I assure you that those sounds are not quite so sweet as imagined. You can certainly try to block out the noises of the city, either mentally ignoring them or pretending they are minimal, but nonetheless your ears are getting pounded. Sound is energy. Typically measured in Sound Pressure Levels (SPLs), those city noises are battering your ears. Often, it is customary to use dBA’s (formerly described as A-weighted decibels) as a scale for comparing different kinds of noises. The SPL dBA is a logarithmic scale and you need to carefully interpret the numbers used, realizing that as the numbers increase it is not simply a linear progression.

Let’s consider some sounds that pertain to human hearing. The sound of a pin dropping is 10 dBA. You have pretty good ears to ear that sound. Rustling leaves are typically around 20 dBA, while a babbling brook is about 40 dBA. So far, these are all relatively quiet and readily enjoyable sounds.

Your alarm clock that sharply awakens you in the mornings is likely around 80 dBA. That’s a sound that is not just jarring, it is also perhaps universally hated because of its significance (yes, a sound meaning it is time to get up and go to work, again!). The sound of a jackhammer gets you to about 110 dBA. A gun being fired is probably 160 dBA or more. Those are rather obnoxious sounds and ones that can cause either temporary damage to your ears or have permanent adverse impacts on your ears.

In a somewhat serene suburbia, the average noise level might be around 40 to 50 dBA. Time of day can make a big difference in terms of the overall noise level. There is the Day-Night average level (Ldn) and the Community Noise Equivalent Level (CNEL), used to help compare cities since these metrics encompass the variations between daytime and nighttime noise levels.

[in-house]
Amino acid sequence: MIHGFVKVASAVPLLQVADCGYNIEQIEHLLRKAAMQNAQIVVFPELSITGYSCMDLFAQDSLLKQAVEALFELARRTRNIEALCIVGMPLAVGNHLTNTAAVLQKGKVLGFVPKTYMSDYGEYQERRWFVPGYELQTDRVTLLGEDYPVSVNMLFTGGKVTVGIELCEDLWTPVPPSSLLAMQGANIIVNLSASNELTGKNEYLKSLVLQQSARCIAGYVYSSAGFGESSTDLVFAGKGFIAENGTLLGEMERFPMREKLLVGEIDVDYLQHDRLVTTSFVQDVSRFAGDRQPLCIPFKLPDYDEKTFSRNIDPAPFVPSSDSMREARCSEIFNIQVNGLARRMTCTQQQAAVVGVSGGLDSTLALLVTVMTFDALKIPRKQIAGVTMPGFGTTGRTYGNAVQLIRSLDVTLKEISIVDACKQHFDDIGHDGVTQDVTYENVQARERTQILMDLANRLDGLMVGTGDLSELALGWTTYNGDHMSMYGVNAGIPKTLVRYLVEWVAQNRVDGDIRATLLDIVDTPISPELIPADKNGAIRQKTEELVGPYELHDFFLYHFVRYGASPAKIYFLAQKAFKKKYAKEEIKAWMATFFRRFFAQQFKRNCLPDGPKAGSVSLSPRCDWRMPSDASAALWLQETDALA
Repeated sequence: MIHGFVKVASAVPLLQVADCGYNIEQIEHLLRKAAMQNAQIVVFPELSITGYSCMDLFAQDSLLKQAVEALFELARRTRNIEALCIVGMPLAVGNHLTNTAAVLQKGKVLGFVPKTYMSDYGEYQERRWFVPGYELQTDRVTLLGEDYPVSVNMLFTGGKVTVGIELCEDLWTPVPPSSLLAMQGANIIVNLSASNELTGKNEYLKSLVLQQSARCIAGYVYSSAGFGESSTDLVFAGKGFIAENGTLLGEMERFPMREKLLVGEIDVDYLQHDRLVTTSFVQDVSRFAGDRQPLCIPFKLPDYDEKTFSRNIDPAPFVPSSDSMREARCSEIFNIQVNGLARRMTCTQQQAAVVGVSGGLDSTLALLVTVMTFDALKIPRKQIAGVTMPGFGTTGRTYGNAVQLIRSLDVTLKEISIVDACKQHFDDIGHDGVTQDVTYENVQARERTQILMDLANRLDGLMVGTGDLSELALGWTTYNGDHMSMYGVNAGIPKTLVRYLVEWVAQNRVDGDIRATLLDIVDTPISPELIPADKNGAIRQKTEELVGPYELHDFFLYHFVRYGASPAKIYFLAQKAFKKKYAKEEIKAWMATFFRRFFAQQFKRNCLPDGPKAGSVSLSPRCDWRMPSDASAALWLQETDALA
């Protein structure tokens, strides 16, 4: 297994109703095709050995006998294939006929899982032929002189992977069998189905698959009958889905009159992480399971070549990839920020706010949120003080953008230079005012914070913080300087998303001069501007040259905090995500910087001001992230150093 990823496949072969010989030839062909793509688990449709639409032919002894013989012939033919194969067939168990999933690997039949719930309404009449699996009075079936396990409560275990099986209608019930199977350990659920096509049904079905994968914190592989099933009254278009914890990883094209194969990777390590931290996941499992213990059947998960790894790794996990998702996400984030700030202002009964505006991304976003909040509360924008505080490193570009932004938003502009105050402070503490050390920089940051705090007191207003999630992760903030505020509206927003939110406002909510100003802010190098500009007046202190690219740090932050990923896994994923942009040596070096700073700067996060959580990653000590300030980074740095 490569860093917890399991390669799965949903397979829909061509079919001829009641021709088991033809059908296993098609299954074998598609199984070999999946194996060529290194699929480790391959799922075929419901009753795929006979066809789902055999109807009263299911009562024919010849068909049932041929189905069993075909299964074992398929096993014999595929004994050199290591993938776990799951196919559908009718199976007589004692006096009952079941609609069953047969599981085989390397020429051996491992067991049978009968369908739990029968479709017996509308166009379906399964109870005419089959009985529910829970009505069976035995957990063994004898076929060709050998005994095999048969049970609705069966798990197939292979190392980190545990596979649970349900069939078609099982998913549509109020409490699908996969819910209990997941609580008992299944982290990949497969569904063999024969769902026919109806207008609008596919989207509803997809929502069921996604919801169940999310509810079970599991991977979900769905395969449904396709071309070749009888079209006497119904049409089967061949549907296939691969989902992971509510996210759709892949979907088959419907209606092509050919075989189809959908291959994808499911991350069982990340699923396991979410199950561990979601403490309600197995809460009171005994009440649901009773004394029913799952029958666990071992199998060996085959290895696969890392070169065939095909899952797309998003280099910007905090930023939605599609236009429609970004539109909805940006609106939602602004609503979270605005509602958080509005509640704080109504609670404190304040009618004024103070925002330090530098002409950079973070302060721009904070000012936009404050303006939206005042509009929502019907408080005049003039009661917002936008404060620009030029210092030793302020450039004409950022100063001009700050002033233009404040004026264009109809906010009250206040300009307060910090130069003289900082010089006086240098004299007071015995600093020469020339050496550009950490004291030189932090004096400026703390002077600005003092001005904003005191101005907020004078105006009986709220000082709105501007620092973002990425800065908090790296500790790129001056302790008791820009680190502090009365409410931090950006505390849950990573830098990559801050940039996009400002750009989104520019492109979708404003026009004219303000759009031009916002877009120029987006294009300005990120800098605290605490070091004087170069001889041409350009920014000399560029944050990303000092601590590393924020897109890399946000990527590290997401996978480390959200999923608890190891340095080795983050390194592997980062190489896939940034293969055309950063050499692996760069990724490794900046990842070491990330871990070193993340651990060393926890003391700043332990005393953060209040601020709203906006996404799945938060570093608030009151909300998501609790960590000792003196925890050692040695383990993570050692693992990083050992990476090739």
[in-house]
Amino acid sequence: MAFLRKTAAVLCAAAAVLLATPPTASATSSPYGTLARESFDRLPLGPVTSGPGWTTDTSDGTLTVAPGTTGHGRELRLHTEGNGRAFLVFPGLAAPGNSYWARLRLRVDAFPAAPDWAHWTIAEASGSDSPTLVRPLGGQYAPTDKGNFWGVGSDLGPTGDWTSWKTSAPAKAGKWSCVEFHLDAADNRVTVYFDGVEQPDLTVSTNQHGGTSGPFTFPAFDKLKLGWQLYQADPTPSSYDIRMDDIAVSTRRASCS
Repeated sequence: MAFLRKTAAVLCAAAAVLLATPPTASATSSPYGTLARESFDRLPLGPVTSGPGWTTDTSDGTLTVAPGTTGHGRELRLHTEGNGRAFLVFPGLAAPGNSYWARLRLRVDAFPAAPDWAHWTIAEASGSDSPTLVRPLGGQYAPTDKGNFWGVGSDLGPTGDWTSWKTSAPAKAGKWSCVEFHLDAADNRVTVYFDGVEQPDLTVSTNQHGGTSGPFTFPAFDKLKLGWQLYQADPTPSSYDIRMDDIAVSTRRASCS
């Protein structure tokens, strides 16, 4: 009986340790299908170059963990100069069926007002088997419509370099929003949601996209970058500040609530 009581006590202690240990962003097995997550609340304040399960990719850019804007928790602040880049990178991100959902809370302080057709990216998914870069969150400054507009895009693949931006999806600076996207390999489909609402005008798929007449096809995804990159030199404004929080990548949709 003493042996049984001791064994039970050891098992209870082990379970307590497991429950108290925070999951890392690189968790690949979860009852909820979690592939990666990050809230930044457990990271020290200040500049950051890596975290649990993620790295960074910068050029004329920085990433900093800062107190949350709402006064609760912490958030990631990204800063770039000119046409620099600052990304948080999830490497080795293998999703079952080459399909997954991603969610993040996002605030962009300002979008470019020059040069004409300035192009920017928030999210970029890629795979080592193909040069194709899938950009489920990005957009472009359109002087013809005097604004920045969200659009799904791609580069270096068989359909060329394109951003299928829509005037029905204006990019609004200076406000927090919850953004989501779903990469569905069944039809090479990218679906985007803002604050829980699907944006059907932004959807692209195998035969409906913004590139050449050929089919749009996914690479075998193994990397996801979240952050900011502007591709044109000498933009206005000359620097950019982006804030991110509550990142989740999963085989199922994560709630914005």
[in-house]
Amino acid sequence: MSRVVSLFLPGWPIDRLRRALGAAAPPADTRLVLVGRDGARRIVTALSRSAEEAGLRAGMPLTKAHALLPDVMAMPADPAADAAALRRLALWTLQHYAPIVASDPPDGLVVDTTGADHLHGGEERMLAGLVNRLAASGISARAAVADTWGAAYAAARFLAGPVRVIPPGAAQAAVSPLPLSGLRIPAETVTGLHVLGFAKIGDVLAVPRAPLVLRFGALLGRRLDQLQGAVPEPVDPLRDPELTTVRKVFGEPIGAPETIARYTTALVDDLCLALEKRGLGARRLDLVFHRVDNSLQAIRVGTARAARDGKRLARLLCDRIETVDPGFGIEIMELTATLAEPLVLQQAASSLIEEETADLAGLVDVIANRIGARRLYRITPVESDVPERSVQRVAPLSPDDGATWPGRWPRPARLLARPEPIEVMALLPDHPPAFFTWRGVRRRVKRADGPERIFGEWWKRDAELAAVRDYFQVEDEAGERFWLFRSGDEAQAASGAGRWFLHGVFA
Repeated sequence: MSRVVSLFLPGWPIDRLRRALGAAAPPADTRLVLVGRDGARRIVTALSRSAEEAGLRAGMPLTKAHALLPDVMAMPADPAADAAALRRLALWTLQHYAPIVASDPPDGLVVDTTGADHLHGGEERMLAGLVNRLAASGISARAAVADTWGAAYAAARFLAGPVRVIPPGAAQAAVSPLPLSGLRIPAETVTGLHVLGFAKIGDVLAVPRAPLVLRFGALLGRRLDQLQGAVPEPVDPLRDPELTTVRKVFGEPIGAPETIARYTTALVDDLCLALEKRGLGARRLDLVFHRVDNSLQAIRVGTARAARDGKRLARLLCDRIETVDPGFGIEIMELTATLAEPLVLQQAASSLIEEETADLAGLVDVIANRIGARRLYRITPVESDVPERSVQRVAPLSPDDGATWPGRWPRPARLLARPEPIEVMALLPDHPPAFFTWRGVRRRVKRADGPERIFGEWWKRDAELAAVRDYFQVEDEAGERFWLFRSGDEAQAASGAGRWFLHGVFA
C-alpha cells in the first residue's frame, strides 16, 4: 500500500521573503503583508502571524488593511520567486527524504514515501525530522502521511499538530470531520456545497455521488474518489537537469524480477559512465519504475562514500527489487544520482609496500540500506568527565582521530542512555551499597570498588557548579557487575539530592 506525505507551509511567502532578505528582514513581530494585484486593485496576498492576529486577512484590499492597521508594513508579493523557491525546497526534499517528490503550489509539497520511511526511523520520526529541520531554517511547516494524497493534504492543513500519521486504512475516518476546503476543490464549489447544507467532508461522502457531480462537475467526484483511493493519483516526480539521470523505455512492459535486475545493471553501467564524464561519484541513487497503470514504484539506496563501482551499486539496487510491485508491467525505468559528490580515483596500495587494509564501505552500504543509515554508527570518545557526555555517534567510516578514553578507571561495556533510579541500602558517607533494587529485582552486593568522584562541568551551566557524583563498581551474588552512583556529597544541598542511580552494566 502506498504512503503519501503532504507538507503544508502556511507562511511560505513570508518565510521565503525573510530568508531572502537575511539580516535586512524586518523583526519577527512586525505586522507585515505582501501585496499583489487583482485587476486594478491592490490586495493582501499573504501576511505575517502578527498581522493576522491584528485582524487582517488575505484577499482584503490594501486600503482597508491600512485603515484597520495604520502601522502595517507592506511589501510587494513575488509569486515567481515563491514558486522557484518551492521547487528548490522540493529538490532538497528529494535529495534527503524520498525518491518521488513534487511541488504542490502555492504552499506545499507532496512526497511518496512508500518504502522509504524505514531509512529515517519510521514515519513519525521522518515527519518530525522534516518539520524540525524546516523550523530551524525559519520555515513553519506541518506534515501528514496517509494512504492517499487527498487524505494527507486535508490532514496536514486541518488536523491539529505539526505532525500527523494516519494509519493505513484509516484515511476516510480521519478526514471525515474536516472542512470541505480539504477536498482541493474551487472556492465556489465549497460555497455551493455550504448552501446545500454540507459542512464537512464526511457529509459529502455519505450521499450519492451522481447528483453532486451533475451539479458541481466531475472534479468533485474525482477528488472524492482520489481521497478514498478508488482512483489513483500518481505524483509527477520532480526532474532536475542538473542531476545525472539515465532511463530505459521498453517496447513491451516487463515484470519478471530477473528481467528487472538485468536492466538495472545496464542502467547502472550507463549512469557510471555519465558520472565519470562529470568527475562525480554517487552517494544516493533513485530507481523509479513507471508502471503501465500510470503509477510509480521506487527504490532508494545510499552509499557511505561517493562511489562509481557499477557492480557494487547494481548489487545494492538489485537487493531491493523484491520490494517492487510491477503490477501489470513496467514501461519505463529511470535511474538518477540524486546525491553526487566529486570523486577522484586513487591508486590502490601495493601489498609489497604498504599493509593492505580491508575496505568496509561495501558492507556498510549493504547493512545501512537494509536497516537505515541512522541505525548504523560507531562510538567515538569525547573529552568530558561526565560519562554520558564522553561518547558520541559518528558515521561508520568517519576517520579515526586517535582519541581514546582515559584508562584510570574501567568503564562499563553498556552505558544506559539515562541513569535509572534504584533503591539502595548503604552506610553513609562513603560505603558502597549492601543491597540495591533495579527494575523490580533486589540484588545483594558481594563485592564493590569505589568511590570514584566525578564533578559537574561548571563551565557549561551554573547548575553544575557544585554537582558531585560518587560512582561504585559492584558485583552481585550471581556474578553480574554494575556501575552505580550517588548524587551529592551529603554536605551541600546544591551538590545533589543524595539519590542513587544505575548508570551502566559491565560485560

A noisy urban or city area could be 60 to possibly 80 dBA, likely being at the higher point during daytime. When you are standing on the street and listening to the city noises, they can somewhat get bundled together and you might not be able to readily distinguish any particular sound. There tends to be a somewhat steady level of ambient noises that come at you. Some of the noises are nearby, while other sounds are coming from quite a distance.

While wandering around NYC, I felt as though the skyscrapers were able to at times magnify sounds that were quite a distance away from me. Construction sounds from several blocks away were able to travel in and around the giant buildings. It was as though I might be in a canyon and have echoing sounds that made their way from miles away.

The noises seemed to be continuous. There was little if any breaks in the drumbeat of sounds. Even at night time, while in my hotel room, the street noises continued all night long. Yes, I had the windows tightly closed, including drawing rather heavy curtains. Still, in spite of those aspects at blocking out the street sounds, it was immediately apparent that I was trying to sleep in a city that doesn’t.